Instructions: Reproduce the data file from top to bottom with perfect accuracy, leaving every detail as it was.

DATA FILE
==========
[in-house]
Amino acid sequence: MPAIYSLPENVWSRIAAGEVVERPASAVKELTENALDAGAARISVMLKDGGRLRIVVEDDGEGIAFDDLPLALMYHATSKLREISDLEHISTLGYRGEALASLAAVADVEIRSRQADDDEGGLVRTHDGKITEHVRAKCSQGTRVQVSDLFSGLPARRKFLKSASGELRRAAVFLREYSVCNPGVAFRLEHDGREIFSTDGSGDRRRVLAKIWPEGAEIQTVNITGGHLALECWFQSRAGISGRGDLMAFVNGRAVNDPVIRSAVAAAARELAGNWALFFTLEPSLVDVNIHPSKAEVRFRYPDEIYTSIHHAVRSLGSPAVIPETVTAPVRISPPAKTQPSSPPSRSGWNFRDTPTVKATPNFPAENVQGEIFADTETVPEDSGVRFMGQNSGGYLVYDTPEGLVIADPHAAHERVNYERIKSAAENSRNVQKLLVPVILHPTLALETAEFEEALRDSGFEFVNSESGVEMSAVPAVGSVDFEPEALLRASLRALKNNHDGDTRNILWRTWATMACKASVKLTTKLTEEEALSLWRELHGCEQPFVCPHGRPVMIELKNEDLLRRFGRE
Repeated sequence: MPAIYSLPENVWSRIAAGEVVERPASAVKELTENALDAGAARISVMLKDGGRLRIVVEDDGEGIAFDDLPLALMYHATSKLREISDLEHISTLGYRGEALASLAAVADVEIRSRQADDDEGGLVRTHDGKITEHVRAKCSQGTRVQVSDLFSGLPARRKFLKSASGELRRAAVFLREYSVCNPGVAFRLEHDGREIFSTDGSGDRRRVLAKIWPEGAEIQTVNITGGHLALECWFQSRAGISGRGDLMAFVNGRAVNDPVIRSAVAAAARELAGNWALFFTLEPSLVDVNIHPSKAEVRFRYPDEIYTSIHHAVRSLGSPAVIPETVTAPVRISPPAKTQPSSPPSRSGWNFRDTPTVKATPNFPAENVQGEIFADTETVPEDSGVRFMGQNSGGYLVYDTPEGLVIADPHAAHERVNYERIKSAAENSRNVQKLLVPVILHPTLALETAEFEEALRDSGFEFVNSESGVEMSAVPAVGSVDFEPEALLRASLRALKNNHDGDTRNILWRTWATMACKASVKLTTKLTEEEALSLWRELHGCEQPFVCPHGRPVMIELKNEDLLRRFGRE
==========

[in-house]
Amino acid sequence: MPAIYSLPENVWSRIAAGEVVERPASAVKELTENALDAGAARISVMLKDGGRLRIVVEDDGEGIAFDDLPLALMYHATSKLREISDLEHISTLGYRGEALASLAAVADVEIRSRQADDDEGGLVRTHDGKITEHVRAKCSQGTRVQVSDLFSGLPARRKFLKSASGELRRAAVFLREYSVCNPGVAFRLEHDGREIFSTDGSGDRRRVLAKIWPEGAEIQTVNITGGHLALECWFQSRAGISGRGDLMAFVNGRAVNDPVIRSAVAAAARELAGNWALFFTLEPSLVDVNIHPSKAEVRFRYPDEIYTSIHHAVRSLGSPAVIPETVTAPVRISPPAKTQPSSPPSRSGWNFRDTPTVKATPNFPAENVQGEIFADTETVPEDSGVRFMGQNSGGYLVYDTPEGLVIADPHAAHERVNYERIKSAAENSRNVQKLLVPVILHPTLALETAEFEEALRDSGFEFVNSESGVEMSAVPAVGSVDFEPEALLRASLRALKNNHDGDTRNILWRTWATMACKASVKLTTKLTEEEALSLWRELHGCEQPFVCPHGRPVMIELKNEDLLRRFGRE
Repeated sequence: MPAIYSLPENVWSRIAAGEVVERPASAVKELTENALDAGAARISVMLKDGGRLRIVVEDDGEGIAFDDLPLALMYHATSKLREISDLEHISTLGYRGEALASLAAVADVEIRSRQADDDEGGLVRTHDGKITEHVRAKCSQGTRVQVSDLFSGLPARRKFLKSASGELRRAAVFLREYSVCNPGVAFRLEHDGREIFSTDGSGDRRRVLAKIWPEGAEIQTVNITGGHLALECWFQSRAGISGRGDLMAFVNGRAVNDPVIRSAVAAAARELAGNWALFFTLEPSLVDVNIHPSKAEVRFRYPDEIYTSIHHAVRSLGSPAVIPETVTAPVRISPPAKTQPSSPPSRSGWNFRDTPTVKATPNFPAENVQGEIFADTETVPEDSGVRFMGQNSGGYLVYDTPEGLVIADPHAAHERVNYERIKSAAENSRNVQKLLVPVILHPTLALETAEFEEALRDSGFEFVNSESGVEMSAVPAVGSVDFEPEALLRASLRALKNNHDGDTRNILWRTWATMACKASVKLTTKLTEEEALSLWRELHGCEQPFVCPHGRPVMIELKNEDLLRRFGRE